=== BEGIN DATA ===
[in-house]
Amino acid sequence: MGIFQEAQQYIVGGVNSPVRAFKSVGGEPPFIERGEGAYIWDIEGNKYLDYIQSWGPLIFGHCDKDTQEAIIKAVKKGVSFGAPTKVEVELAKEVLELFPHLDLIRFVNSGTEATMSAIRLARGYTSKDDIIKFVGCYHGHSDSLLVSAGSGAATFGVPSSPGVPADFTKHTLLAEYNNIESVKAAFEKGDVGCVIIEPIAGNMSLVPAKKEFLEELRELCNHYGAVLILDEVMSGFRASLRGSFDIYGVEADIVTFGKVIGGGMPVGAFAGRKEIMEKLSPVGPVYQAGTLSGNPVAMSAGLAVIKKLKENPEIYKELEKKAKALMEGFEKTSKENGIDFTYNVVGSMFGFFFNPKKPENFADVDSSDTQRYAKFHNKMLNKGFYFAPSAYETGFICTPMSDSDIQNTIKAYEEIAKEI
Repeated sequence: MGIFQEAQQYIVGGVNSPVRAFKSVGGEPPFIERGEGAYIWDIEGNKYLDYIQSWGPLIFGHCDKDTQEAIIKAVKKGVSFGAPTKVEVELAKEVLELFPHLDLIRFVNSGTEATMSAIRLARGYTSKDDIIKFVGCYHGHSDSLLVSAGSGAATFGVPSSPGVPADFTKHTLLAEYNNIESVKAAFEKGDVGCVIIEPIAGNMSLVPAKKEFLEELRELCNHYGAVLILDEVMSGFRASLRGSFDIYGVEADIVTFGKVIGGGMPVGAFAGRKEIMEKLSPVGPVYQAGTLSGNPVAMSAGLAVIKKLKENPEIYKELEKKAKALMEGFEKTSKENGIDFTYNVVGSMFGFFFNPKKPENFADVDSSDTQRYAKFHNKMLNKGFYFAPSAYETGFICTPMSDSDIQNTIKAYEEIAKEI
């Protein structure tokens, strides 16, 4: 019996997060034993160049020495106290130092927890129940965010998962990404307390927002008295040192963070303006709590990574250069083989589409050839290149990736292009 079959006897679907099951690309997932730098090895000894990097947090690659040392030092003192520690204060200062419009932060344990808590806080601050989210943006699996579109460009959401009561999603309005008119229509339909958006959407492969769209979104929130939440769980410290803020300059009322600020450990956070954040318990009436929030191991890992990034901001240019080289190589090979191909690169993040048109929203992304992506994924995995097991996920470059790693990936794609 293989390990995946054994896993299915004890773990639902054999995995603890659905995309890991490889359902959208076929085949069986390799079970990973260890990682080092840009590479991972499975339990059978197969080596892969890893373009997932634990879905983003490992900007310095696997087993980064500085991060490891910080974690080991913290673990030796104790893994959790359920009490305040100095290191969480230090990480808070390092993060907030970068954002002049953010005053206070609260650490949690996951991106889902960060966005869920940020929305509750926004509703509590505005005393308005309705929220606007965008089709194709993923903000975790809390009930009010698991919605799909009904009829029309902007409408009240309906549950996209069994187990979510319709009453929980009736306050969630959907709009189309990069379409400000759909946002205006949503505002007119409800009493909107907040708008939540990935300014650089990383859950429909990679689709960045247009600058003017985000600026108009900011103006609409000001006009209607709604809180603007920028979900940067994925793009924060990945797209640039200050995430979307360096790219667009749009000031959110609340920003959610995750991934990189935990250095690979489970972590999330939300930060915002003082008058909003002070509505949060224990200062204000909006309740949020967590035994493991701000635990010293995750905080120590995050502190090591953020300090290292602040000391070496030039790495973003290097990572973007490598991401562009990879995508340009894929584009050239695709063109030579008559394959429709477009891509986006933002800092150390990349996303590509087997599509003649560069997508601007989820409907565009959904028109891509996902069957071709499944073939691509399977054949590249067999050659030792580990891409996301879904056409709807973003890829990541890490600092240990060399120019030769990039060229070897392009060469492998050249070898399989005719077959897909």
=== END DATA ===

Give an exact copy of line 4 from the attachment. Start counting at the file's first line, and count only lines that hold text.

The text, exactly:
């Protein structure tokens, strides 16, 4: 019996997060034993160049020495106290130092927890129940965010998962990404307390927002008295040192963070303006709590990574250069083989589409050839290149990736292009 079959006897679907099951690309997932730098090895000894990097947090690659040392030092003192520690204060200062419009932060344990808590806080601050989210943006699996579109460009959401009561999603309005008119229509339909958006959407492969769209979104929130939440769980410290803020300059009322600020450990956070954040318990009436929030191991890992990034901001240019080289190589090979191909690169993040048109929203992304992506994924995995097991996920470059790693990936794609 293989390990995946054994896993299915004890773990639902054999995995603890659905995309890991490889359902959208076929085949069986390799079970990973260890990682080092840009590479991972499975339990059978197969080596892969890893373009997932634990879905983003490992900007310095696997087993980064500085991060490891910080974690080991913290673990030796104790893994959790359920009490305040100095290191969480230090990480808070390092993060907030970068954002002049953010005053206070609260650490949690996951991106889902960060966005869920940020929305509750926004509703509590505005005393308005309705929220606007965008089709194709993923903000975790809390009930009010698991919605799909009904009829029309902007409408009240309906549950996209069994187990979510319709009453929980009736306050969630959907709009189309990069379409400000759909946002205006949503505002007119409800009493909107907040708008939540990935300014650089990383859950429909990679689709960045247009600058003017985000600026108009900011103006609409000001006009209607709604809180603007920028979900940067994925793009924060990945797209640039200050995430979307360096790219667009749009000031959110609340920003959610995750991934990189935990250095690979489970972590999330939300930060915002003082008058909003002070509505949060224990200062204000909006309740949020967590035994493991701000635990010293995750905080120590995050502190090591953020300090290292602040000391070496030039790495973003290097990572973007490598991401562009990879995508340009894929584009050239695709063109030579008559394959429709477009891509986006933002800092150390990349996303590509087997599509003649560069997508601007989820409907565009959904028109891509996902069957071709499944073939691509399977054949590249067999050659030792580990891409996301879904056409709807973003890829990541890490600092240990060399120019030769990039060229070897392009060469492998050249070898399989005719077959897909």